Your compensation scorecard can be a powerful aid for developing real pay for performance, reducing entitlement, and, often, gaining management buy-in, says Consultant David Insler.
A compensation scorecard is any dissemination of aggregate compensation information beyond the HR organization.
There are several types of scorecards, says Insler, who is the senior vice president at Sibson Consulting and leader of Sibson’s Western Region. His tips came during a recent BLR-sponsored webinar.
- Basic compensation information (e.g., average merit increase)
- Comparative compensation information (e.g., to history, to other units, to established targets)
- Business: compensation information (e.g., related to business results, external competitive position)
Some scorecards are meant for employee communication, and others are meant to aid or influence management decision making, says Insler.
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Prescription for Pay in the Future
Employers are moving to a more performance-oriented compensation philosophy, says Insler, and your scorecards need to reflect that. He offers the table below to describe the differences.
Stronger talent pool available
Focus on retaining all employees
Focus on retaining and attracting high performers, repelling low performers
Low turnover was return on compensation investment
High performance is return on compensation investment
High performers perceive limited differentiation and moved on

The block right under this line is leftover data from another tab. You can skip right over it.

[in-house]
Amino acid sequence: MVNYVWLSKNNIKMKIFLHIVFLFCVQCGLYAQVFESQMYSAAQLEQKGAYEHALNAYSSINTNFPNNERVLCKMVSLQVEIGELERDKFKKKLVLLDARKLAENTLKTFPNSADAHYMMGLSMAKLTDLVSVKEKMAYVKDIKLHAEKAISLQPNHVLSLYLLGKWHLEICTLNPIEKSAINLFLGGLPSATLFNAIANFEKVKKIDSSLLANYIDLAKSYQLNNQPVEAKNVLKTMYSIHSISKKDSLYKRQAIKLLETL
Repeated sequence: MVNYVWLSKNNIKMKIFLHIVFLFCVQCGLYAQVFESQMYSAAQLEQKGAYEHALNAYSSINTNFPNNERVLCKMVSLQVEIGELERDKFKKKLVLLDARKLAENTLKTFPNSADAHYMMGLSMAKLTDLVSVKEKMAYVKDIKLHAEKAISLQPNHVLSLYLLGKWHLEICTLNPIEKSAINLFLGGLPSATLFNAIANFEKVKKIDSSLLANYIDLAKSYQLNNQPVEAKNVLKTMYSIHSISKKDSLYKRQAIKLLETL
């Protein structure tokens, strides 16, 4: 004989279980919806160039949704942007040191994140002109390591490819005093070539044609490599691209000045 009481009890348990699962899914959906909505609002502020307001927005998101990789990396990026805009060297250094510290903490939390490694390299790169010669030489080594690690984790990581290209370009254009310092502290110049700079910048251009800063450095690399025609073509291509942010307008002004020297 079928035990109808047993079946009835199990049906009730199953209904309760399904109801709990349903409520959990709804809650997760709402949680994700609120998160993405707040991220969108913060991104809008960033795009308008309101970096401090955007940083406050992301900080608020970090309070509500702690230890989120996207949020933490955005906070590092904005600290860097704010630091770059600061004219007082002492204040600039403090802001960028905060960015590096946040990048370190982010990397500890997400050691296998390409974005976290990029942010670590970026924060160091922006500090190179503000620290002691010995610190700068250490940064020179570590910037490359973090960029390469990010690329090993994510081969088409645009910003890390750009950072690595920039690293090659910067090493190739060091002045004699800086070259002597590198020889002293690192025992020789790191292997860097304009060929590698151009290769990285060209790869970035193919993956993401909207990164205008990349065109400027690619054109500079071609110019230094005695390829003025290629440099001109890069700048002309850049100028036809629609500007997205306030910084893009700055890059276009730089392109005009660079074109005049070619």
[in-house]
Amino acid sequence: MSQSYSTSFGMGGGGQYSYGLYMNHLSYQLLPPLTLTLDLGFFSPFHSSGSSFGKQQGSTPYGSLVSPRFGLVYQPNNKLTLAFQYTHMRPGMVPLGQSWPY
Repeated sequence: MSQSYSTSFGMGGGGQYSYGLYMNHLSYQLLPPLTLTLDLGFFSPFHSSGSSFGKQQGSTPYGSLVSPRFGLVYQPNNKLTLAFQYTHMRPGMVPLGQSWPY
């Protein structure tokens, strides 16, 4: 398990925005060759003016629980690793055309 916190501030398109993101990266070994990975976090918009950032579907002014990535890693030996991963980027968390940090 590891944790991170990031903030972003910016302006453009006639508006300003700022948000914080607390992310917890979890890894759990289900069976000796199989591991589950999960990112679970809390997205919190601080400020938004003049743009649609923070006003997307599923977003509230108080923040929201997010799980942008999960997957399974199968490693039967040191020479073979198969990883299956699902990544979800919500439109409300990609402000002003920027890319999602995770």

High performers receive differentiated treatment, others motivated
About Communicating Pay Data
The source of communications about compensation is important, says Insler. Based on responses from more than 30,000 managers and their direct reports in analysis conducted by the Compensation Roundtable, Washington, D.C.:
- Communications from the manager are four times as likely to positively impact employees’ belief in the fairness of pay processes than communication from the HR/Compensation function.
- Manager communication drives 50% of employees’ belief in the fairness of pay processes.
- The belief that pay processes are fair increases employee loyalty by 25%and employee effort by 10%.
Insler, admitting that it is oversimplified, offers the following examples of communication:
Worst Case Communication:
Employee: “I don’t understand … or I think this pay raise/ bonus plan stinks.” “I don’t believe that our pay system will reward my performance.”
Manager: “Go ask HR” (or any statement that blames HR).
Best Case Communication:
Employee: “You mean that top performers get twice the average increase? There is a performance distribution that the company worries about?”
Manager: “Our pay program is competitively based and intended to reward the best performers more than others. Here are the facts: Best performers get higher increases, greater opportunity for promotion, and other benefits and opportunities.”
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Pay Competitiveness and Pay Structure Scorecard Data
Insler’s chart below, which may be included in your compensation scorecard, shows the market value of benchmark jobs. The boxes are the ranges within the organization, with the middle being the midpoint. The dots are data obtained from surveys or other sources indicating competitive midpoints.
As can be seen, at the two lower grades, midpoints are competitive; however, for the upper grades, competitors’ midpoints are higher. This may suggest the need to reassign jobs or change the structure.
Source: Sibson Consulting
In tomorrow’s Advisor, we will present more of Insler’s scorecard charts, plus an introduction to Compensation.BLR.com.